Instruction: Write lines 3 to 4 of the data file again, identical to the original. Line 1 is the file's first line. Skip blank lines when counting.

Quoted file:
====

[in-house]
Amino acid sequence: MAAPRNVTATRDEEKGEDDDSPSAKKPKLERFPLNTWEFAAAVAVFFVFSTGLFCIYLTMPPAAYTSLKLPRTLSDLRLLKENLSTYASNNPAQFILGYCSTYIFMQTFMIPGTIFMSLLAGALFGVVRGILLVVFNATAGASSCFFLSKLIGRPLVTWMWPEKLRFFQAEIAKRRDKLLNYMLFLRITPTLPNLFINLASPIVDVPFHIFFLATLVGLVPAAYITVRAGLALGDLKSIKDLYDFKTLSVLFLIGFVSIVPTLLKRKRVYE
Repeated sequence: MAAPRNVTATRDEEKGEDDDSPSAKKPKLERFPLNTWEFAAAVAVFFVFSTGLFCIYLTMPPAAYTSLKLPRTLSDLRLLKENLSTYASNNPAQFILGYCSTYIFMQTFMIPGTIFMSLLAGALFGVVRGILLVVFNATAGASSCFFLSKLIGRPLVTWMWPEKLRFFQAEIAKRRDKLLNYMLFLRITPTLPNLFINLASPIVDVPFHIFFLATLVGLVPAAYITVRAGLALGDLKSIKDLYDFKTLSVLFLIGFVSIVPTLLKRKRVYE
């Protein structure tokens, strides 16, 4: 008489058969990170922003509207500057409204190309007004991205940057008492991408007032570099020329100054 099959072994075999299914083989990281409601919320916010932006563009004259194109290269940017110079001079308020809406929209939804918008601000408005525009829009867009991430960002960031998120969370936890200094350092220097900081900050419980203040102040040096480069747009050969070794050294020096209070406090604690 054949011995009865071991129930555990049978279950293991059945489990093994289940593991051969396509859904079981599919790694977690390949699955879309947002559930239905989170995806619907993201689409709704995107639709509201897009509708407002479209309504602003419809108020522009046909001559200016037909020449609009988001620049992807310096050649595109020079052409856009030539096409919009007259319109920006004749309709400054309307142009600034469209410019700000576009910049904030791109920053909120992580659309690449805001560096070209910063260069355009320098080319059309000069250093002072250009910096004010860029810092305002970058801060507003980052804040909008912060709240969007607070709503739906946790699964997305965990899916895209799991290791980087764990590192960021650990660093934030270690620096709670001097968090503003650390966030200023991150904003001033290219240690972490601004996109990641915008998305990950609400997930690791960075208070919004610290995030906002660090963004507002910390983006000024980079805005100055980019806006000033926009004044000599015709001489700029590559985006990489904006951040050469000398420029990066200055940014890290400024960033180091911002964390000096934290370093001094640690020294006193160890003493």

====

Repeated sequence: MAAPRNVTATRDEEKGEDDDSPSAKKPKLERFPLNTWEFAAAVAVFFVFSTGLFCIYLTMPPAAYTSLKLPRTLSDLRLLKENLSTYASNNPAQFILGYCSTYIFMQTFMIPGTIFMSLLAGALFGVVRGILLVVFNATAGASSCFFLSKLIGRPLVTWMWPEKLRFFQAEIAKRRDKLLNYMLFLRITPTLPNLFINLASPIVDVPFHIFFLATLVGLVPAAYITVRAGLALGDLKSIKDLYDFKTLSVLFLIGFVSIVPTLLKRKRVYE
């Protein structure tokens, strides 16, 4: 008489058969990170922003509207500057409204190309007004991205940057008492991408007032570099020329100054 099959072994075999299914083989990281409601919320916010932006563009004259194109290269940017110079001079308020809406929209939804918008601000408005525009829009867009991430960002960031998120969370936890200094350092220097900081900050419980203040102040040096480069747009050969070794050294020096209070406090604690 054949011995009865071991129930555990049978279950293991059945489990093994289940593991051969396509859904079981599919790694977690390949699955879309947002559930239905989170995806619907993201689409709704995107639709509201897009509708407002479209309504602003419809108020522009046909001559200016037909020449609009988001620049992807310096050649595109020079052409856009030539096409919009007259319109920006004749309709400054309307142009600034469209410019700000576009910049904030791109920053909120992580659309690449805001560096070209910063260069355009320098080319059309000069250093002072250009910096004010860029810092305002970058801060507003980052804040909008912060709240969007607070709503739906946790699964997305965990899916895209799991290791980087764990590192960021650990660093934030270690620096709670001097968090503003650390966030200023991150904003001033290219240690972490601004996109990641915008998305990950609400997930690791960075208070919004610290995030906002660090963004507002910390983006000024980079805005100055980019806006000033926009004044000599015709001489700029590559985006990489904006951040050469000398420029990066200055940014890290400024960033180091911002964390000096934290370093001094640690020294006193160890003493």